You don’t know what you don’t know. Those words have been bandied around forever. They are, at times, a great excuse for organisational inaction. Increasing competition and decreasing market share with diminishing exposure can create a need for businesses to move through these words and make things happen in a whole new way. In the words of Dee Hock, the founder of Visa: “The problem is never how to get new thoughts into your mind but how to get the old ones out.”
Nobody can certainly know everything, yet when it comes time to being “unplugged and reprogrammed”, as this demanding corporate world requires us to do, what are some actions that can be taken with the aim to “now know what you didn’t know” or even “now know what the future doesn’t yet know” – how does one find ways to move beyond the known?
Leaders seek to make a difference. “Same, same” will produce more of the “same, same”. To know what is unknown, as leaders do so well, suggests the need to move beyond the same. So what can anyone do, those with leadership accountabilities or not, to venture into a land of discovery and open up new business opportunity? After all, leadership is everyone’s job.
1. Change the people you surround yourself with
With different people come different perspectives, influenced by their experience and background. Take, for example, a millennial, who now refers to their “friendship group”, a term that reflects the integration of social media practices into everyday life, assisting the filtering process of who deserves their focus.
How can we access people who can infuse difference into our lives?
a. Embed varying ages or demographics into regular interactions – for example, visit families with teenagers, companies with exciting social clubs, sporting events that support causes.
b. Mix with those of differing socio-economic circumstances to you – after all, they address life differently.
c. Join clubs or social gatherings; the first few minutes will always be awkward yet beyond that, who knows what will happen.
Of importance here is that this list does not include industry networking. The virtues of business networking are indeed vast and should not be scoffed at, yet often the best ideas to challenge our thinking can be found from outside the workplace.
2. Identify what the world is prioritising
The world around us constantly demonstrates what is popular and in demand yet it will do so in whispers. To change, maximise the possibility of capturing new whispers and minimise the same old broken records from being heard. This can be achieved by answering a set of questions at the end of every day such as:
• What did you see today that piqued curiosity and excitement?
• Why did that bring new energy to you?
• How could that be applied in your job, product or future dream?
Another aspect to keep an eye out for is new and differing fusions, with “fusions” being defined as two entities that were designed in isolation of each other with their own purpose, yet now have come into relationship and support each other. A great example of fusion is Google and automobiles, in their possible future contribution to driverless cars.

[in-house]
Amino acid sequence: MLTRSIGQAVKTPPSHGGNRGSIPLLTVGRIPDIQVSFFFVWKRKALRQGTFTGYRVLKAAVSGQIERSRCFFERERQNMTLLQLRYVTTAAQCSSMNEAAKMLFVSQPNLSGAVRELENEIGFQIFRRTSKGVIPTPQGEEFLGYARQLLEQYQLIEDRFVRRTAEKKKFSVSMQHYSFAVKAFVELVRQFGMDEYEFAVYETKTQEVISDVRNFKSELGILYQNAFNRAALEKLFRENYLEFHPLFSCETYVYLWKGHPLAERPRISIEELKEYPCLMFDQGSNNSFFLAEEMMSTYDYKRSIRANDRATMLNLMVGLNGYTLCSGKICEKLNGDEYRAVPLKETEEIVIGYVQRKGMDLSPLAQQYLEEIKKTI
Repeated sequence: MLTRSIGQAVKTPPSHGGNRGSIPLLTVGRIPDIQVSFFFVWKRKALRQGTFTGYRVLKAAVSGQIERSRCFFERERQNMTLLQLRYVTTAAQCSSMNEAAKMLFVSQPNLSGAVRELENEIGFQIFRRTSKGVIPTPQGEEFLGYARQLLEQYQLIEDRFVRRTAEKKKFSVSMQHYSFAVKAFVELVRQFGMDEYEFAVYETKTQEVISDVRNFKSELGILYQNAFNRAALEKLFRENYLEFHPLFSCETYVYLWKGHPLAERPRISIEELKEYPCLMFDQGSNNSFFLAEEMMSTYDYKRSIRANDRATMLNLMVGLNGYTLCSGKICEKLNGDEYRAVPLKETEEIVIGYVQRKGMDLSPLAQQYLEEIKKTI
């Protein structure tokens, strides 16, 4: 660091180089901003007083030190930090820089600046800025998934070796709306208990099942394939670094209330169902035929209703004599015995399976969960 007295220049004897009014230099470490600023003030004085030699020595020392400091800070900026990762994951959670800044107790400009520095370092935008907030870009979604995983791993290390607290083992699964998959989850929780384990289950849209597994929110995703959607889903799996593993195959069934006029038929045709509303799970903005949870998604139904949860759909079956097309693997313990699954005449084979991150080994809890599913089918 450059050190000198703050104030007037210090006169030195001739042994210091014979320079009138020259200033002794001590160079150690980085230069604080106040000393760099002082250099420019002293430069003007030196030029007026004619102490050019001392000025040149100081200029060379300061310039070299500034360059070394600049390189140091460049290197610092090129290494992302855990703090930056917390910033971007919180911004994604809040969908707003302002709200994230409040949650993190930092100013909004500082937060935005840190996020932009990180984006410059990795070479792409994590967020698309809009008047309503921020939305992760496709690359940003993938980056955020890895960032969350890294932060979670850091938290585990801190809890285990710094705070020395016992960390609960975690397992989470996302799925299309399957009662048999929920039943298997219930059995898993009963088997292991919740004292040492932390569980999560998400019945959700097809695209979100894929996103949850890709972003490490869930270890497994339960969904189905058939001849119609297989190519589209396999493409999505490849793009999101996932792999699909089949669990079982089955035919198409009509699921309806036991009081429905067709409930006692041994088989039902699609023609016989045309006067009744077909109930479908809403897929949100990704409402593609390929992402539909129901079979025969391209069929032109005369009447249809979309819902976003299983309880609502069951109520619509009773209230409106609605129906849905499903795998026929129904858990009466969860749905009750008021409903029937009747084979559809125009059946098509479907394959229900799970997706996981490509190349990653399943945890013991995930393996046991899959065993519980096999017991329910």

What two forces did you observe come together that facilitated an unexpected shift?
To be able to able to pick up on these whispers and identify the fusion of two unrelated entities, you need to be tuned in. To be so, we need space in our minds and hearts. Busy people can be the poorest creators, inventors and leaders, caught in a vacuum of focus within the colouring-in lines. Improvisation standup comedians are some of the best with “newness” because their senses are alive and uncluttered, their imaginations are wild and their willingness is wide open.
Open your eyes and mind to difference and you will find it, and sometimes if you are lucky, it will even find you.
3. Question everything that was right at a previous time in your life
Colour within the lines. Why? Is the world going to fall apart if colour goes beyond the lines? In my world it wouldn’t, yet could it also open us to experiencing things we’ve not done before?
Every evening, why not identify three fixed opinions your day encountered and, once identified, take an action that would show them who’s boss. Or take it further by asking “What if …” to see what your imagination is capable of. What if it was twice the size and half the price? What if the result could be opposite? What if the customer wasn’t always right?
For a business to be competitive, it needs to be grounded in its core services yet able to connect with changing market demands. Businesses have a great opportunity to blend, twist, shake and fuse current thinking and approach. When this is done with the customer’s needs in mind, magic truly can happen.
Debbie Nicol, based in Dubai, is the managing director of business en motion and a consultant on leadership and organisational development, strategic change and corporate culture